1. This site uses cookies. By continuing to use this site, you are agreeing to our use of cookies. Learn More.

Cryptops clutch....Gotta start somewhere!

Discussion in 'Myriapods' started by vyadha, Apr 9, 2019.

  1. vyadha

    vyadha Arachnosquire Active Member

    93
    58
    18
    93023
    Advertisement
    Was feeding my WC pedes. One is a two inch Scolocryptops that dropped a clutch! Im super excited! Ive been tracking down heros to attempt to breed and will be sexing my polymorpha this weekend.

    This was a rad surprise!
    I gently moved her deli cup to a place where I can view without disturbing her. Hopefully it goes well.

    [​IMG]
     
    • Like Like x 5
    • Optimistic Optimistic x 1
  2. RTTB

    RTTB Arachnoprince Active Member

    Very cool. I’m a big fan of the smaller centipedes. Got a few S sexspinosis guarding clutches currently. Springtime brings nice surprises.
     
    • Like Like x 1
  3. Scoly

    Scoly Arachnobaron Active Member

    I just found some Cryptops sp in the greenhouses of my local Botanic Gardens. They are about 3cm long, and I got super excited!

    I suppose some background context will help explain why...

    Firstly I live in the UK, where you don't find big bugs. Seeing a reptile is a rare, rare sight. We get house spiders and that's about it. The only centipedes you find are Lithobius and Geophilidae. At least that's what I thought, until I checked http://www.bmig.org.uk/ and discovered that we do indeed have some very small and very rare Scolopendromorpha in the UK.

    A few weeks ago, I unexpectedly found this under a shawl beside a river near where I live, my first wild Scolopendromorph in the UK!

    cryptops.jpg

    This is way bigger than what I found yesterday, but sadly it slipped through my fingers and disappeared in the leaf litter. I went back to that spot three times to look for more (not that I haven't already spent hours over the years looking under logs nearby, even though there's hardly anything to find).

    It seems this is Cryptops anomalans (http://www.bmig.org.uk/species/Cryptops-anomalans) which is extremely rare and thought to be introduced. And it seems really, really unlikely that I of all people should find it, there, on a shawl/blanket abandoned that very same day (it was still dry, it is now covered in mould) when I have dug around so often in that exact same spot and never seen one.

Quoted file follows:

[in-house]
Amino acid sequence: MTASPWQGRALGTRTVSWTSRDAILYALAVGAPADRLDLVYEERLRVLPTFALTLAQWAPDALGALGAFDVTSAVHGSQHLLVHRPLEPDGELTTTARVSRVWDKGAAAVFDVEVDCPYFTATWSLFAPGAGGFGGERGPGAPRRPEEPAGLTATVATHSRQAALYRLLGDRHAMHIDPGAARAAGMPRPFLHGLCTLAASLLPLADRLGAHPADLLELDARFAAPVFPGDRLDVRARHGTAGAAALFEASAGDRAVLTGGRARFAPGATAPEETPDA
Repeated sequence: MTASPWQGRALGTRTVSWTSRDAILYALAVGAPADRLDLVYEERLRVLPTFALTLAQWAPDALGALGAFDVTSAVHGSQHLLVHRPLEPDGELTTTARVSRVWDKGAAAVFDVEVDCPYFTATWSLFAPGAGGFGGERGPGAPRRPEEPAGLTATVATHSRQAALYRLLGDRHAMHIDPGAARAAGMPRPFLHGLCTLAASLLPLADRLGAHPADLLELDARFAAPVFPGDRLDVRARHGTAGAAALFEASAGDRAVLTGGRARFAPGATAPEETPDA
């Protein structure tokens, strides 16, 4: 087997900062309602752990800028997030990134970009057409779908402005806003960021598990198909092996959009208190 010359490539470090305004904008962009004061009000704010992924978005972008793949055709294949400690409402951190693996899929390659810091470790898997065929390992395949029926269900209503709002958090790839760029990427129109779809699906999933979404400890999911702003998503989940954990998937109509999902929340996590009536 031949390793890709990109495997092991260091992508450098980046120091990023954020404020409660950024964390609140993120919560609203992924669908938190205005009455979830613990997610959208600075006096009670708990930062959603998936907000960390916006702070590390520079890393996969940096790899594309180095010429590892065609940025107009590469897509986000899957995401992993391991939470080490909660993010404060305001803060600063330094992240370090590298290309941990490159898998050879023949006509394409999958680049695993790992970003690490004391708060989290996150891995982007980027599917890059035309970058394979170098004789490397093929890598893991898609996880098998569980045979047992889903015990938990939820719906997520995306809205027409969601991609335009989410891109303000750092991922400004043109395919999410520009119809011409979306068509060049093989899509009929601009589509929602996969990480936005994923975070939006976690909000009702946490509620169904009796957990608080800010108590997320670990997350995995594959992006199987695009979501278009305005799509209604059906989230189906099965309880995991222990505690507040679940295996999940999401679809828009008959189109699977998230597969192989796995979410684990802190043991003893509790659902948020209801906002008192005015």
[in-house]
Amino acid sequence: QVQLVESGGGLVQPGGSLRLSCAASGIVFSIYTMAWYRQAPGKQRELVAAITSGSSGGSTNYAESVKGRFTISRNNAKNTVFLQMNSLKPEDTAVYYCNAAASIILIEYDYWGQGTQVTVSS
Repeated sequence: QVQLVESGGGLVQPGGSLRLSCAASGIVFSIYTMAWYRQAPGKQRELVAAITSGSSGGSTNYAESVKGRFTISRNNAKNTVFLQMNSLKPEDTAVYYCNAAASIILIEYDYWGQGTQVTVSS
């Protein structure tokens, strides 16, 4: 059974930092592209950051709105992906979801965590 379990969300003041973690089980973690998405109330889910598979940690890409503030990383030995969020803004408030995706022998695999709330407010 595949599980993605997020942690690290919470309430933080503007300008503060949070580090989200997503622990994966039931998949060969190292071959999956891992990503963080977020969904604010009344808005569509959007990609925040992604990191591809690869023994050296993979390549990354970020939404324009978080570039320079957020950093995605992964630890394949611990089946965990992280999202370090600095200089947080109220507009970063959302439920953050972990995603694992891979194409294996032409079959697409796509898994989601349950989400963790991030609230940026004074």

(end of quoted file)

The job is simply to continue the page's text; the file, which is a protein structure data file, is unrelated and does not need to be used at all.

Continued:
I later got thinking that it is possible the owner of the shawl was in the botanic gardens (15 minutes walk away form there) that day, picked up the centipede by accident, went to sit by the river, abandoned the shawl (or perhaps it was stolen, as there was nothing wrong with it and it didn't look cheap), when I found it (if this sounds familiar you're clearly a LOTR fan).

    So I'd been meaning to go to the botanic gardens and check for myself. I finally got round to it yesterday. We went into the greenhouse part, I checked over my shoulder and flipped a rock, and found a Pycnoscelus surinamensis (Surinam cockroach) under it. So I bagged that and added it to my existing colony :)

    Under the very next rock I found my centipede:

    cryptops2.jpg

    I'm not sure if it a juvenile, but I suspect not as I found 3 others of similar of smaller size (it's about 30mm) within 30 minutes of finding the first. But the point is that this supports my theory that the centipede may have been carried to that spot from the botanic gardens on the blanket.

    It's not quite Sherlock Holmes stuff, but interesting.
     
  4. vyadha

    vyadha Arachnosquire Active Member

    93
    58
    18
    93023
    Super cool Scoly!

    Unfortunately, it looks like mama got hungry. I came home from work and she was buried against the wall of the deli cup, no eggs. Not sure what went wrong but it inspired me to reorganize my bug room in case I have another WC clutch. Now I wont have to move any of them should I get lucky again.

    On the hand.... Took some students rockflipping again. The first thing we find is the biggest polymorpha Ive seen around here

    [​IMG]
     
    • Like Like x 1
  5. Scoly

    Scoly Arachnobaron Active Member

    Unfortunately this happens. There is every chance she will lay another clutch however. I think with these ones the disturbance danger is quite high, as I'd imagine any kind of major moving of objects in natural habitat implies some dramatic upheaval which compromises the brooding site. Think of a passing mammal having a quick dig under a log, which seems like nothing to us but will have totally destroyed the brooding chamber, or just the infrastructure around it, meaning it may not retain the same humidity as before, or is simply not as safe as previously thought etc...
    In that light, the adaptation which makes centipede mothers eat their eggs in response to any "big movement" around it makes total sense.

    Awesome! They must have been thrilled :) Are you bringing that one into the classroom? Could be a gravid female.
     
  6. vyadha

    vyadha Arachnosquire Active Member

    93
    58
    18
    93023
    Yeah this one is living in the classroom. The students are excited about a polymorpha breeding program. Im building a CO2 chamber this weekend.

    Also, Ive been talking with a guy near me who has bred a few US native species along with some imports. He informed me that pedes can drop infertile clutches and tend to eat those very quickly. Like they're aware that they are infertile.